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Gerda and Queenship

I’ve been quiet this month, but I’ve had a lot of offline goings ons – I am teaching regularly at the Raven Faerie, and I have a class Saturday, August 31st from 10-12 on making your own rune set. We also have a psychic fair coming up on September 7th as well. Do ALL the physical work! during Pop’s month is not a huge surprise to me, given that the Vanir are about hard work leading to prosperity. The other pleasant surprise I got was that Mom came around – Gerda.

I have strong feelings about Gerda and Her lessons – she’s an Etin Woman among the Vanir, a stern Queen, and a keeper of healthy boundaries. She’s not a cuddly Mother, but She is fiercely protective of those She loves. I have more in common with Her than just Pop, and having an opportunity to reconnect with Her is a delight, like finding a long-lost relative. Truth be told, when I picked my nom de pagan, I considered the notion of using Heather Gerdasdottir, because not many use their mother's name for the surname *cough* Laufeyson *cough* and because I adore Her. Pop as a surname won out because He has pointed out, rightly, that I do much better with Disir ancestor work than I do with  my Alfar.

And I know some find the courtship of Freyr and Gerda problematic, especially in light of Freyr’s general characterization – He Who has never made a woman cry goes and curses a woman into marrying Him? What? It goes against both our notions of Them as Deities – the notion of subjugating Gerda amuses me; if you meet Her, She is not a shy, pliant maiden. Maria Kvilhaug of Freyja, Lady of Labyrinth has a fascinating take on this in her essay on Freyr and Gerda:

“4.11: The gifts and the threats

“She does not capitulate because he has frightened her, but because she sees some truth in what he says. (…) he has painted the alternative very well.” [15]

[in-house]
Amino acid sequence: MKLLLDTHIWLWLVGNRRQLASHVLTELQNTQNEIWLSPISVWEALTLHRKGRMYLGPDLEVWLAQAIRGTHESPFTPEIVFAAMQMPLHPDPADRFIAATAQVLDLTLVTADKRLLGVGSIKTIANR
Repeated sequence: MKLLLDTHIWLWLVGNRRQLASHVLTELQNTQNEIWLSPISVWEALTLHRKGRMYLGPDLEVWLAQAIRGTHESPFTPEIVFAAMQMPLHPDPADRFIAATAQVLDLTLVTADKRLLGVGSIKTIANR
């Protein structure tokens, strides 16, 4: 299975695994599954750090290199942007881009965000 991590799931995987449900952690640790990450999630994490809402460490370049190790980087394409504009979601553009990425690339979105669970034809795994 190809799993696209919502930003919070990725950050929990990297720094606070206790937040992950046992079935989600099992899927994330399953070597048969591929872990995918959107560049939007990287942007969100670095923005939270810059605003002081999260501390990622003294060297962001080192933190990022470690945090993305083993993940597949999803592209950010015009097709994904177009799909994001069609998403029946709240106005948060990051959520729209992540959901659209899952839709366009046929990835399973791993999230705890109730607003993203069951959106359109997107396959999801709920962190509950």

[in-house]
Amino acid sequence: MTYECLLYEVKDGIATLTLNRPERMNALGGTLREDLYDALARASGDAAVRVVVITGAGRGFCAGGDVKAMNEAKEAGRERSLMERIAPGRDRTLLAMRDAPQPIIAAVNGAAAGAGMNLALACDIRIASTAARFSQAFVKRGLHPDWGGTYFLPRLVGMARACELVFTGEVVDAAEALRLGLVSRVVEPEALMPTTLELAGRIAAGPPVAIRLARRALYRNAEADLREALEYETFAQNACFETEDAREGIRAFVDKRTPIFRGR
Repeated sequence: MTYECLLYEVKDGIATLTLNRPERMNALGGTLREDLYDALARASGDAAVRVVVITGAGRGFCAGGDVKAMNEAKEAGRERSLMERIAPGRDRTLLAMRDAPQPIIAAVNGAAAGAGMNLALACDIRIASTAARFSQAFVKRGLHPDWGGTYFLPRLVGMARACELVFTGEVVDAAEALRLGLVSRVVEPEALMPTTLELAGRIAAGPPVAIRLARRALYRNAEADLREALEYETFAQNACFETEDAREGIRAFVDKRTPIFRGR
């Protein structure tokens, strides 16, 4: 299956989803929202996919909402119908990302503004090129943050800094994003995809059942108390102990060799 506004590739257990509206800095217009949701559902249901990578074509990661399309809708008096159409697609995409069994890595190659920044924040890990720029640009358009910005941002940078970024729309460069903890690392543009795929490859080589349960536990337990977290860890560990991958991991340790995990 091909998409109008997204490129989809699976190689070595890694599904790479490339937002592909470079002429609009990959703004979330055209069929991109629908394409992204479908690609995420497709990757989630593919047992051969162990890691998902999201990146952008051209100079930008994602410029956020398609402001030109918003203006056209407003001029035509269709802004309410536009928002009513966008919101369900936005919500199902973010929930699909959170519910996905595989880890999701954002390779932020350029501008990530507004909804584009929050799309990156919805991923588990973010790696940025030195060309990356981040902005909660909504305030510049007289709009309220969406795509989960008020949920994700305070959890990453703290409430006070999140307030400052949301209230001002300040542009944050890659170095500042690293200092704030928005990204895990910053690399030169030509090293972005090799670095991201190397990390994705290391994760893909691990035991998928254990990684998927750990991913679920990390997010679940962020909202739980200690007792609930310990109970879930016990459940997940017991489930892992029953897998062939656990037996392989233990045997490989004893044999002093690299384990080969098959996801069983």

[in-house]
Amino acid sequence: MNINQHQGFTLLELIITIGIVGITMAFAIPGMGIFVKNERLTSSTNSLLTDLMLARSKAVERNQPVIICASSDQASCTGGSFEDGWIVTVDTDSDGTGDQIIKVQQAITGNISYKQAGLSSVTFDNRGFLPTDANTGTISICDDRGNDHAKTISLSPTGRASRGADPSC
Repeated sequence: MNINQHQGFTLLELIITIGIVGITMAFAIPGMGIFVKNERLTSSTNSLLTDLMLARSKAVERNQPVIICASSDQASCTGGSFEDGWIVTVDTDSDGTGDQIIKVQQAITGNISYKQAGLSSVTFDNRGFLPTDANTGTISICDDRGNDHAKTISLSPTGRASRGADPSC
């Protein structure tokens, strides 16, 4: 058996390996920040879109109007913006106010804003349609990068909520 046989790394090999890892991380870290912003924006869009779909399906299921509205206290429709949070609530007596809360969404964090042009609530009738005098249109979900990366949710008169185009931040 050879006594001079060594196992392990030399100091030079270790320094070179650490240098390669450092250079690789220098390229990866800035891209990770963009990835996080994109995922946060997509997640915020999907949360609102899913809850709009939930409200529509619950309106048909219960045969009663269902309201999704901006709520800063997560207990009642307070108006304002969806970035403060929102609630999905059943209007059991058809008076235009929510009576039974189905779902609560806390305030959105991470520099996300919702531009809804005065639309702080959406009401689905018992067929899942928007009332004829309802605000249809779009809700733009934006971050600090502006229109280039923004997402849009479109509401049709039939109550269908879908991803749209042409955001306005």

A few words on the gifts and the threats that the Maiden receives are perhaps necessary. Steinsland has shown how the gifts: apples and ring, and the wand that Skírnir uses to curse with, all resemble royal symbols that may connect the myth to kingship (and thus sacred marriage).[16]  Näsström, moreover, sees the three methods used to conquer Gerðr as representing the three Indo-European “functions” (as described by Dumezil) in society. Gold and riches represent the “third” function: that of the peasants, the sword he uses to threaten her represent the warrior function, while the magical wand and the curses represent the first, priestly function.[17] The curses are perhaps the most puzzling aspect of the myth: they take up a great part of the poem and are extremely aggressive. But as Ursula Dronke has suggested, Skírnir with his curses is only really summing up what Gerðr may in fact expect if she stays in the Underworld: separation from society, despair and longing, relations only to ogres and the world of the dead. With the curses, Gerðr is shown the two opposite worlds between which she may choose: the world of the dead with its devouring monsters and suffering, and the world of divine life, and love.[18] Also Clunies-Ross has argued that Skírni´s curse “functions to remind Gerðr of what is at stake in her refusal to cooperate.”[19] One image is particularly interesting to this study, since Gerðr, in St. 28, is told that she will be more famous than the guardian of gods, where she is gaping behind the fences of Hel. Thus she is imaged as a guardian of Hel – unless she lets herself be taken out of that realm.”

A few readers familiar with Sacred Queenship may be eyeing this and nodding. If you’d like to read the thesis in its entirety, she’s made it available here: http://www.duo.uio.no/publ/iks/2004/18497/AUTO/18497.pdf

Kvilhaug’s thesis is a fascinating read in general, and her take on Pop and Mom is more like my personal gnosis, but even if you’re not that interested in Them, she has good stuff on Gullveig and Gunnlod as well.

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Lokean nun, writer, swamp witch. Heather is a Pagan monastic, writer, editor, and mother. She has written and edited for a variety of publications and social media, including science journals, romance novels, and technology blogs. She also holds degrees in education and speech-language pathology, and has a passion for historical linguistics.

Comments

  • Shirl Sazynski
    Shirl Sazynski Monday, 18 November 2013

    The Celtic story of Grainne and Diarmuid is relevant to the tone of your quotes. It has similar themes of an opposed love-match (with a gender reversal-- Grainne is the relentless pursuer, and already married unsatisfactorily to a king), which heavily implies to me that the context and understanding of why a "curse" of this type would be employed shifted with time.

    Dolmens-- stone tables-- in Ireland were also called 'Grainne and Diarmuid's beds' with legends attached to them; they often mark ancient grave sites.

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